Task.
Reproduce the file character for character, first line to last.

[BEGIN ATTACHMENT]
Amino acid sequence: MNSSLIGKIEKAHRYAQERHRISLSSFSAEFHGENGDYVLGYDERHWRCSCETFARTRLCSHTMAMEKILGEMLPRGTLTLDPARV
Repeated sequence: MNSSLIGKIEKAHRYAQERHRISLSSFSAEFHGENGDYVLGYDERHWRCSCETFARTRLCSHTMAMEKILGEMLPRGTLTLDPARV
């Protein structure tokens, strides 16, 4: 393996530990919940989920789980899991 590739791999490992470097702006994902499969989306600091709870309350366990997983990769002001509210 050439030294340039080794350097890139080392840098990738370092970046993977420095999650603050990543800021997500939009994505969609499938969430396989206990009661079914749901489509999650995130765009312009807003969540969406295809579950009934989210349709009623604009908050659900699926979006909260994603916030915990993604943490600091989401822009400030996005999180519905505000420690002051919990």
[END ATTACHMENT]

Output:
Amino acid sequence: MNSSLIGKIEKAHRYAQERHRISLSSFSAEFHGENGDYVLGYDERHWRCSCETFARTRLCSHTMAMEKILGEMLPRGTLTLDPARV
Repeated sequence: MNSSLIGKIEKAHRYAQERHRISLSSFSAEFHGENGDYVLGYDERHWRCSCETFARTRLCSHTMAMEKILGEMLPRGTLTLDPARV
């Protein structure tokens, strides 16, 4: 393996530990919940989920789980899991 590739791999490992470097702006994902499969989306600091709870309350366990997983990769002001509210 050439030294340039080794350097890139080392840098990738370092970046993977420095999650603050990543800021997500939009994505969609499938969430396989206990009661079914749901489509999650995130765009312009807003969540969406295809579950009934989210349709009623604009908050659900699926979006909260994603916030915990993604943490600091989401822009400030996005999180519905505000420690002051919990």